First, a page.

Dismiss Notice
Join Physics Forums Today!
The friendliest, high quality science and math community on the planet! Everyone who loves science is here!

Twin paradox doubt

  1. Nov 28, 2011 #1

    In the twin paradox, we consider that one of the twins went out of the surface of earth ACCELERATING , then suddenly TURNED BACK and then DECELERATED back towards the earth with some relativistic velocity………. Why is it so?
    What if the twin goes on a round trip around the earth and returns to the same place….. will the paradox be still effective?
    If not, please do explain the reason behind this……….
  2. jcsd
  3. Nov 28, 2011 #2


    User Avatar
    Science Advisor
    Homework Helper

    That's an interesting variation. Usually we just consider that they go out from earth at constant velocity (of, say, 0.99c) and they come back at (the same) constant velocity. So almost everywhere along the journey, the velocity is constant and SR holds.

    The point is, that to turn around from outbound to inbound, there has to be an acceleration. It cannot be instantaneous, so it has to be some (short but) finite time, and during that time special relativity is not valid - which allows you to resolve the paradox.

    If you go on a round trip around earth, you are actually accelerating all the time... you're undergoing centripetal acceleration to stay in a circular orbit (remember that acceleration is not just change of magnitude of velocity, but also change of direction of velocity) and in fact SR will be nowhere valid because (considering the earth at rest) clearly one of the twins is accelerating (or, considering the rotation of the earth) they are in different gravitational fields and you should be using general relativity in the first place.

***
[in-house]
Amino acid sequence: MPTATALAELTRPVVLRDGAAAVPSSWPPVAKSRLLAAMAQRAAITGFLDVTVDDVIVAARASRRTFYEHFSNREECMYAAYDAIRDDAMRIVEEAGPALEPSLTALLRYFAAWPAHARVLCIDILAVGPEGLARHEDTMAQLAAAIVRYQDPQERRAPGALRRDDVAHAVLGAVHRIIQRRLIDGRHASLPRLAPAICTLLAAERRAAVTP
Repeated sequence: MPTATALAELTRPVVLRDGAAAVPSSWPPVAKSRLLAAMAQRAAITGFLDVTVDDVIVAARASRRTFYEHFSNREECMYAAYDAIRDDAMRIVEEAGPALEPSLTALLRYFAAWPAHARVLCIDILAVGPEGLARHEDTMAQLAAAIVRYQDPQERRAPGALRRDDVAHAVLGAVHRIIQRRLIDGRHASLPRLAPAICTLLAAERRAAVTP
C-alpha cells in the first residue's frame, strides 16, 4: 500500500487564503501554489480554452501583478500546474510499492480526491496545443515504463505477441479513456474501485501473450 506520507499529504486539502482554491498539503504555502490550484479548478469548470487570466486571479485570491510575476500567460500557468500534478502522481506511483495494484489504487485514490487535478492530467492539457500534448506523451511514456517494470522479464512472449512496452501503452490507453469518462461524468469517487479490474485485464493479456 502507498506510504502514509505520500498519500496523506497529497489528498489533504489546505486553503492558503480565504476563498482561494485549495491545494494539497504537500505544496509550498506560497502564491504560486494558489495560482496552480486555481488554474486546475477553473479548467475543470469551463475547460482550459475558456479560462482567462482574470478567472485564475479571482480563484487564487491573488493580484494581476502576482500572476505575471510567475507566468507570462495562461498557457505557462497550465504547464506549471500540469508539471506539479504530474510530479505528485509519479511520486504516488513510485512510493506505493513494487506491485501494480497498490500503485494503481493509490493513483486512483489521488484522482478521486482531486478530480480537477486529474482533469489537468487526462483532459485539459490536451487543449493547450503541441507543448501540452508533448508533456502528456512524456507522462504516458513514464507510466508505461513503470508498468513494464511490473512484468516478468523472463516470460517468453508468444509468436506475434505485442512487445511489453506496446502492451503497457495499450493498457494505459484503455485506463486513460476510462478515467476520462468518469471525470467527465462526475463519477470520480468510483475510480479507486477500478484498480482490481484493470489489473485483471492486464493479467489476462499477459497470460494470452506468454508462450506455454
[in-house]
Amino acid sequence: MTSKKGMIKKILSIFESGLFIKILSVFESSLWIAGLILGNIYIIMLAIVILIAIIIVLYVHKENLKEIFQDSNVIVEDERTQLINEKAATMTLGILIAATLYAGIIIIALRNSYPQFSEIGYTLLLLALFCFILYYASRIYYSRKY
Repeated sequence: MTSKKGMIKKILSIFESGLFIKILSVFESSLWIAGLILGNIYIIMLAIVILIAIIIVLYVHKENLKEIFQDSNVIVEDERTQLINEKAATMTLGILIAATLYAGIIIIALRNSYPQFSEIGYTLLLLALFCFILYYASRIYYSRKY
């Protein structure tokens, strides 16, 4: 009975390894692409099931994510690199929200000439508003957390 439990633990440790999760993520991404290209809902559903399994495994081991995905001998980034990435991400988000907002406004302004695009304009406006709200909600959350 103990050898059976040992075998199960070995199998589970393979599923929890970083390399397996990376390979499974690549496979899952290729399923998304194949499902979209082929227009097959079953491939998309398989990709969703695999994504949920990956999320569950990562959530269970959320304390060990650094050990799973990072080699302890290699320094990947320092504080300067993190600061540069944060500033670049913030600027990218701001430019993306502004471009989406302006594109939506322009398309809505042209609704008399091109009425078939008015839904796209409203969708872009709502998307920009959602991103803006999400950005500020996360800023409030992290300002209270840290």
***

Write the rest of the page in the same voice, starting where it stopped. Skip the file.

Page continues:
4. Nov 28, 2011 #3


    User Avatar
    Science Advisor

    Here it becomes slightly more difficult b/c you may want to consider the gravitational field.

    First consider a formula for proper time along a curve C valid both in SR and GR

    [tex]\tau_C = \int_C d\tau[/tex]

    The difference of proper times for the two twins measured along two curves C and C' connecting two spacetime points A and B is

    [tex]\Delta\tau_{C,C^\prime} = \Delta\tau_{C_{A\to B}, C^\prime_{A\to B}} = \int_{C_{A\to B}} d\tau - \int_{C^\prime_{A\to B}} d\tau[/tex]

    Of course one can evaluate this in flat space, but it is possible to take a gravitational field into account.

    As a first step suppose that the twin surrounding the earth is at constant altitude along his journey and that he is travelling closed to speed of light. Then one can safely neglect the effect of the gravitational field and use flat Minkowski spacetime. One can parameterize the curves as follows:

    First twin at rest

    [tex]C: x^\mu = (t,R,0,0)[/tex]

    Second twin

    [tex]C^\prime: {x^\prime}^\mu = (t,R\cos\,\omega t,R\sin\,\omega t,0)[/tex]


    [tex]\omega = \frac{2\pi}{T} = \frac{v}{R}[/tex]

    Now one can change integration variables from τ to t, i.e. integrate dτ along the curve from from t=0 to t=T and solve for the two line integrals.
    Last edited: Nov 28, 2011
  5. Nov 28, 2011 #4


    User Avatar
    Science Advisor
    Gold Member

    Actually, Einstein used exactly the scenario you described when he introduced the Twin Paradox, although he didn't call it that. You can read about it at the end of section 4 of his famous 1905 paper:


    In fact, he concluded that a clock at the equator would tick slower than a clock at one of the poles, ignoring gravity.
  6. Nov 28, 2011 #5


    User Avatar
    Science Advisor

    btw.: the calculation as rather simple:

    [tex]\tau = \int d\tau = \int_0^T dt \sqrt{\dot{x}_\mu \dot{x}^\mu}[/tex]

    Now we calculate this for the two curves

    [tex]C: \dot{x}^\mu = (1,0,0,0) \Rightarrow \dot{x}_\mu \dot{x}^\mu = 1[/tex]

    [tex]C^\prime: {\dot{x}^\prime}^\mu = (1,-R\omega\sin\,\omega t,R\omega\cos\,\omega t,0) \Rightarrow \dot{x}_\mu \dot{x}^\mu = 1-v^2[/tex]